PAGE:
Jim Pollock

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This article is about the Canadian politician. For the Scottish rugby player, see Jim Pollock (rugby).
Jim Pollock
Ontario MPP
In office
Preceded by Clarke Rollins
Succeeded by Elmer Buchanan
Constituency Hastings—Peterborough
Personal details
Born (1930-07-08) July 8, 1930 (age 86)
Political party Progressive Conservative
Occupation Farmer

Jim Pollock (born July 8, 1930) is a former politician in Ontario, Canada. He was a Progressive Conservative member of the Legislative Assembly of Ontario from 1981 to 1990 who represented the riding of Hastings—Peterborough.


Pollock was educated at Rawdon High School, and worked as a farmer before entering politics. He was a reeve of Rawdon Township, and a Warden in the County of Hastings. Pollock was also an active freemason.


He was elected to the Ontario legislature in the 1981 provincial election, defeating Liberal candidate Dave Hobson by just under 3,000 votes in the riding of Hastings—Peterborough.[1] Elmer Buchanan of the NDP finished third. Pollock was a backbench supporter of Premiers Bill Davis and Frank Miller in the parliaments which followed. In 1983, he brought forward a resolution to make the blue jay the official bird of Ontario.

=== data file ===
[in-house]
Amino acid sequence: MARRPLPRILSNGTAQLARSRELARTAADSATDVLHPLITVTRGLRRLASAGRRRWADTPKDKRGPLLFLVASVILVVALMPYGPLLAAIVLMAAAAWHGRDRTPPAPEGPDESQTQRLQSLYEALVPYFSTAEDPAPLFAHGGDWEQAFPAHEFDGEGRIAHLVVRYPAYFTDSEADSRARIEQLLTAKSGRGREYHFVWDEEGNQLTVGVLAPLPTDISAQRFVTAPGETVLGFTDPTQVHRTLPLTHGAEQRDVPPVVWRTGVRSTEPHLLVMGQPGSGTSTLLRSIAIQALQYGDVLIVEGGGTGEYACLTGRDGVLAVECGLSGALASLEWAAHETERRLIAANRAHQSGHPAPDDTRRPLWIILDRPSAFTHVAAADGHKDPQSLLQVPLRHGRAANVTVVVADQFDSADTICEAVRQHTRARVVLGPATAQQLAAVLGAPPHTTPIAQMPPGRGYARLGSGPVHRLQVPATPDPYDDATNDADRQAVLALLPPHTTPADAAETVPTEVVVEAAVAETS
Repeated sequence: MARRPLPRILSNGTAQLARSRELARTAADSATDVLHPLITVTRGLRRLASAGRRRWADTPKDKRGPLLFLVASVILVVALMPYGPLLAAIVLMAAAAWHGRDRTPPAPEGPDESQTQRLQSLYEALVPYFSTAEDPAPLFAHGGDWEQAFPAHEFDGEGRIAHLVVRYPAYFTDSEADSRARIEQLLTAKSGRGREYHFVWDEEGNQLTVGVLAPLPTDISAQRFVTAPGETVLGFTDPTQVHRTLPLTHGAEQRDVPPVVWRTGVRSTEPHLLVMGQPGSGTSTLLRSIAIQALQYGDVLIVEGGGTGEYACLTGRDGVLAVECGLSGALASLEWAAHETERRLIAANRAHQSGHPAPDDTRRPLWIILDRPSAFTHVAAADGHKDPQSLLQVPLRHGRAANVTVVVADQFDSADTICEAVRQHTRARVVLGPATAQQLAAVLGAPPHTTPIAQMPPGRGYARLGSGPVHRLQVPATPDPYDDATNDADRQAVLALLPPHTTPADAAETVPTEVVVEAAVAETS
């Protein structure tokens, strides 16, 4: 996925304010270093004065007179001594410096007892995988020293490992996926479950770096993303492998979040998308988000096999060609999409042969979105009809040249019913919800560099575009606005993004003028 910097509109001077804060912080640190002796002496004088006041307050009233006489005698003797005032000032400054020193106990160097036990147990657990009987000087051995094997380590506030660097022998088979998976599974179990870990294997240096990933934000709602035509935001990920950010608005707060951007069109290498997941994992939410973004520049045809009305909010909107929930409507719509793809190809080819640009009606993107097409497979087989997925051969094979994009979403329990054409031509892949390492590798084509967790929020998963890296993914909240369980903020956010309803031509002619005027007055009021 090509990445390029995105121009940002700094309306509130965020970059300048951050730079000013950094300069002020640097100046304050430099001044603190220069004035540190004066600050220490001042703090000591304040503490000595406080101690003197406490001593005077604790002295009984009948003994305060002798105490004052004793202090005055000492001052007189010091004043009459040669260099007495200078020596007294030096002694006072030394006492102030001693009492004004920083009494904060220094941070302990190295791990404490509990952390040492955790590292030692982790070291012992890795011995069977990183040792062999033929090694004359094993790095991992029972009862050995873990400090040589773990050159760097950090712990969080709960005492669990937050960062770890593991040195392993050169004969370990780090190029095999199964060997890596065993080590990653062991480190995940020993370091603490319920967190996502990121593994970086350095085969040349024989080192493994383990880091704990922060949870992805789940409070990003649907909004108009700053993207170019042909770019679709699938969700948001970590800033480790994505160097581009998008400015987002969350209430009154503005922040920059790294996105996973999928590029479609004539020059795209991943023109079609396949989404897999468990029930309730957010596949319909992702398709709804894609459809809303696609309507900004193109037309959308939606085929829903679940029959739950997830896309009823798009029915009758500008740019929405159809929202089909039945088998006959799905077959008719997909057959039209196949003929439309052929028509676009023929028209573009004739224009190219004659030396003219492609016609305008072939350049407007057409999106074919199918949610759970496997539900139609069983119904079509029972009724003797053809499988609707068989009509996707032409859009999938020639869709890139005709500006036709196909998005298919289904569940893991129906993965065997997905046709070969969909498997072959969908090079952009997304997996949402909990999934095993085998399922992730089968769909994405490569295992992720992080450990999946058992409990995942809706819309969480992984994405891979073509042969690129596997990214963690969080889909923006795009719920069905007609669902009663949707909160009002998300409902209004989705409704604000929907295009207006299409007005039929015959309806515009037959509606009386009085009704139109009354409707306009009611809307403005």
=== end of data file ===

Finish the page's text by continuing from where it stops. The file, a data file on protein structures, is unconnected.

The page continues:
The Progressive Conservatives lost power following the 1985 election, although Pollock actually increased his majority.[2] He was one of only sixteen Progressive Conservatives re-elected in the 1987 election, defeating Liberal Carman Metcalfe and Elmer Buchanan of the NDP.[3]

The Progressive Conservatives made a modest recovery in the 1990 provincial election, although Pollock lost his seat to Buchanan amid a provincial majority government victory for the NDP. Buchanan won the election by 896 votes.[4]


  1. ^ Canadian Press (March 20, 1981). "Winds of change, sea of security". The Windsor Star. Windsor, Ontario. p. 22. Retrieved 2014-04-01. 
  2. ^ "Results of vote in Ontario election". The Globe and Mail. May 3, 1985. p. 13. 
  3. ^ "Results from individual ridings". The Windsor Star. September 11, 1987. p. F2. 
  4. ^ "Ontario election: Riding-by-riding voting results". The Globe and Mail. September 7, 1990. p. A12. 

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